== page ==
Archive for the amobee Category
Posted by: jamie wells in AdMob, JumpTap, amobee, greystripe, millennial media, nielsen, nokia, quattro, ringleader digital, scanbuy, third screen media, wikimobipedia
November 17th will mark Wikimobipedia.org’s six month anniversary, so I thought it’d be good to shoot you all an update on some of the progress we’ve made and some recent changes to the site.
95 Participating Companies and Counting! As of now there are 95 companies and organizations that have taken the time to build out pages on wikimobipedia.org – including developers, ad networks, publishers, industry organizations and agencies (see complete list at the bottom of this post). Very exciting!
Let’s keep the momentum going! Please link / deep link to Wikimobipedia.org pages to help with our discoverability and page rank with the major search engines – and tell a friend!
Site Changes. While the core site elements have remained relatively unchanged since launch, we have continually refined the UI for maximum usability. The only major change is that – due to a few tenacious spambots – we’re now requiring users register prior to creating or editing pages. A small change that has greatly reduced automated spam issues.
Social Media. As of today there are 227 fans of the Wikimobipedia Facebook Page and 40 followers to our recently built Twitter Feed. If you haven’t already, please fan up and/or follow us to help spread the word.
Top Twenty Most Popular Wikimobipedia.org Pages: Cudos to Mojiva for linking to their page from their website – this no doubt has contributed to organic discovery of their page in leading search engines – other participants, take note!
Complete List of Wikimobipedia Pages (note – some pages are more complete than others!):
Amobee, Winstar and Quattro Aim to Boost Position, Profitability.
Boost Mobile, the self-proclaimed “lifestyle-based telecommunications brand” focused on the prepaid (pay-as-you-go) US market, announced that they are partnering with Mobile Ad Serving Firm Amobee to bring their on deck mobile web advertising inventory to market – effective immediately – with Acura and Fox Searchlight Pictures already on board as advertisers.
Initially the Boost Mobile advertising inventory will consist of mobile web banner units, although it is well-known that Amobee’s “carrier grade” mobile ad server is fully-capable of serving far more interesting ad units, such as SMS sponsorship, mobile video ads and other enhanced units. Whether Boost ultimately decides to bring additional mobile ad formats remains to be seen.
In addition to the usual mobile web targeting parameters, such as content category and handset targeting, Amobee will leverage its direct carrier-relationship to provide more sophisticated mobile advertising services, including the highly sought-after “session-independent frequency cap.” No plans have been announced regarding more controversial approaches to mobile ad targeting, such location-based or behavioral targeting.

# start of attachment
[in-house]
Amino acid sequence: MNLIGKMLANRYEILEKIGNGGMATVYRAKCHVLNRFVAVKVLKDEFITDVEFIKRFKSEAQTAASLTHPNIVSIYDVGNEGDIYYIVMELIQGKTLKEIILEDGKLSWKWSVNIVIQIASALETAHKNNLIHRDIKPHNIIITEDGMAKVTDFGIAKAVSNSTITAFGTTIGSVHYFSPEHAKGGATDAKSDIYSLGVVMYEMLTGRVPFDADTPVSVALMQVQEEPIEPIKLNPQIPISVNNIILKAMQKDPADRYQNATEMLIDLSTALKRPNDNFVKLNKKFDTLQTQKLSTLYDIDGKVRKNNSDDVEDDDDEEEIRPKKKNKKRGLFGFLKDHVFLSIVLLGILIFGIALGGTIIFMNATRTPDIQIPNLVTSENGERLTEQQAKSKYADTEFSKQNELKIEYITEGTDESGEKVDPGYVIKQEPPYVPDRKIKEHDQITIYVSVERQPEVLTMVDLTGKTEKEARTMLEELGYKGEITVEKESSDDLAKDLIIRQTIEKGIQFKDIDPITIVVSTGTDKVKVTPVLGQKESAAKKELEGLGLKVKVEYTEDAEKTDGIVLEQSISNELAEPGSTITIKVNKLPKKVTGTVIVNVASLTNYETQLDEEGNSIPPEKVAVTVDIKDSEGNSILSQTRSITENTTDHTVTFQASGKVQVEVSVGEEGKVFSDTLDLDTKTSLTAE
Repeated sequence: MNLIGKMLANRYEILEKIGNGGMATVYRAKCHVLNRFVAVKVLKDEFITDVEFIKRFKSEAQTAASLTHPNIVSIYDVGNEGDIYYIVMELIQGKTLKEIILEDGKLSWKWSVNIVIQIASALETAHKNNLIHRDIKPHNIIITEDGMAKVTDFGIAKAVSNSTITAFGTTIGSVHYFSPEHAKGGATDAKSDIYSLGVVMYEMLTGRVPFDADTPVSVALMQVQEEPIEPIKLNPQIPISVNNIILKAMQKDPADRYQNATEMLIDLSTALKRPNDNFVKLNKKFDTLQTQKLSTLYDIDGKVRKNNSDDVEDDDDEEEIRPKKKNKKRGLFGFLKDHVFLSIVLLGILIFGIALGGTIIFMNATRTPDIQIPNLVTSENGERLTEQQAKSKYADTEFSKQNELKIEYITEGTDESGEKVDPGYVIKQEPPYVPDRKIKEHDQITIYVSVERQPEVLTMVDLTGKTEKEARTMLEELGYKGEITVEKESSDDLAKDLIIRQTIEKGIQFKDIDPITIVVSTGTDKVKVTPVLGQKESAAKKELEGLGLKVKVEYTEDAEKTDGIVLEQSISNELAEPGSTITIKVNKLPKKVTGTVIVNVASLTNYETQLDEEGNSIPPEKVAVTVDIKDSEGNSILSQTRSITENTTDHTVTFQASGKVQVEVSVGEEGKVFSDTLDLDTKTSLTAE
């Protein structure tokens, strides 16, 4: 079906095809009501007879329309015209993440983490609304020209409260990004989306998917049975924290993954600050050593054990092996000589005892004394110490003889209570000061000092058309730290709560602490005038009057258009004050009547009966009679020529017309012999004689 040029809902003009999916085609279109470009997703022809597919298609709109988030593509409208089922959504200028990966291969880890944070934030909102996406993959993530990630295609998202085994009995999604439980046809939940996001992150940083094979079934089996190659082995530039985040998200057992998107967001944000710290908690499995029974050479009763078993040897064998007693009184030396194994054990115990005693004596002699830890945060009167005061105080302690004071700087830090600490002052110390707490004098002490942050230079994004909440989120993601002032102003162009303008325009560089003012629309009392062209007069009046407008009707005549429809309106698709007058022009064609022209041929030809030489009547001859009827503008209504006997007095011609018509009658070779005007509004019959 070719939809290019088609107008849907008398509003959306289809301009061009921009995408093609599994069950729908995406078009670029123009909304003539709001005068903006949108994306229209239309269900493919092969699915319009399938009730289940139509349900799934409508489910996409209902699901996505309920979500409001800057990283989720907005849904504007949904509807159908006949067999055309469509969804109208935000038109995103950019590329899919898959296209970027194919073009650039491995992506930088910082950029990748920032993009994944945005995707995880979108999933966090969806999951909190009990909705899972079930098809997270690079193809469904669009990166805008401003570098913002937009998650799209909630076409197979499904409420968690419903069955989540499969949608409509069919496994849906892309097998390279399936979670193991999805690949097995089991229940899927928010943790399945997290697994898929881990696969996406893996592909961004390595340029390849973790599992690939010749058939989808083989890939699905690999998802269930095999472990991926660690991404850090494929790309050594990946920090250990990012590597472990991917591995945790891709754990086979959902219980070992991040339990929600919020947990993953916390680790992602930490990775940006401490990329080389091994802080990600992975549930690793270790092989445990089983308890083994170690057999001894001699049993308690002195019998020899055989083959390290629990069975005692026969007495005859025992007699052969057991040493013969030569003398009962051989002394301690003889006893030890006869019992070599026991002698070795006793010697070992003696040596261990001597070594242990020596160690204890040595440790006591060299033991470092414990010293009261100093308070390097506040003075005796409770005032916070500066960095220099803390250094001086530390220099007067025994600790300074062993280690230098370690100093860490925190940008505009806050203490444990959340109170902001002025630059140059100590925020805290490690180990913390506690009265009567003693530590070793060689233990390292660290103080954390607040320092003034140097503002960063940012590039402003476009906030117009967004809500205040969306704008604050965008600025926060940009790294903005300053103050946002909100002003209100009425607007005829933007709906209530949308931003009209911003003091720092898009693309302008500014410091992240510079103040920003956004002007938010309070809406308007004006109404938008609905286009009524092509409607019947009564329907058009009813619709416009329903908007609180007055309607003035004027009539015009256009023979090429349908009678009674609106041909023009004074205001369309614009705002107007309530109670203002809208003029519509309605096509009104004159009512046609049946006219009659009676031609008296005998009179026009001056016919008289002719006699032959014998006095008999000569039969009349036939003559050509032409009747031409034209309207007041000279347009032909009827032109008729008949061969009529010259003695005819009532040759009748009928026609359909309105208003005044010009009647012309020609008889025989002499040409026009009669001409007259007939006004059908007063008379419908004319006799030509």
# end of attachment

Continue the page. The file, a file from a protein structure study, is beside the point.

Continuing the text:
In a noteworthy move, Amobee has chosen to augment its current mobile ad sales partner Winstar Interactive with US-based Quattro Wireless. Our regular readers will recall that back in December of last year mobilestance predicted that Winstar alone would be unable to sell enough ads to satisfy Amobee’s business objectives, and that additional sales partners would ultimately be needed.
It is unclear how ad accounts will be divided between these Winstar and Quattro, but clearly Amobee will need to actively manage this process to avoid any awkward channel conflicts that might arise with multiple (and independent) sales organizations selling the same product to an overlapping customer base.
Analysis. As Boost Mobile is a wholly owned division of Sprint Wireless, Amobee is well positioned to unseat current US legacy “on deck” mobile ad serving companies – specifically Enpocket (now Nokia), who currently manages all the on deck WAP inventory on Sprint – as well as Third Screen Media / AOL, who manages (and sometimes sells) the Verizon Wireless on deck inventory.
Quattro Wireless, who will be celebrating its first birthday in May of this year, has already impressed many with a series of strong moves – including their launch with P&G and Univision Movil, their long term / tail GetMobile platform, and the securing of key talent. Together with Amobee’s well-distributed technology and Boost’s highly attractive audience, these players just might have what it takes to achieve the ultimate (and so far elusive) goal in the mobile advertising marketplace: serious profitability.
Posted by: jamie wells in advertising, amobee, android, apple, at&t, google, iPhone, microsoft, mms, nokia, research, verizon, yahoo
The slow news week after Christmas is notorious for the oft-derided “year in X” reports, but rather than take time exploring the value of such “Remembrance(s) of Things (less than a year) Past,” mobilestance.com would like to take the time to indulge in our own year end recap of the most notable US Mobile Marketing developments in 2007 (and yes, the illustration on the left depicts “Old Man 2007″ knowingly handing an iPhone to “Baby New Year 2008″).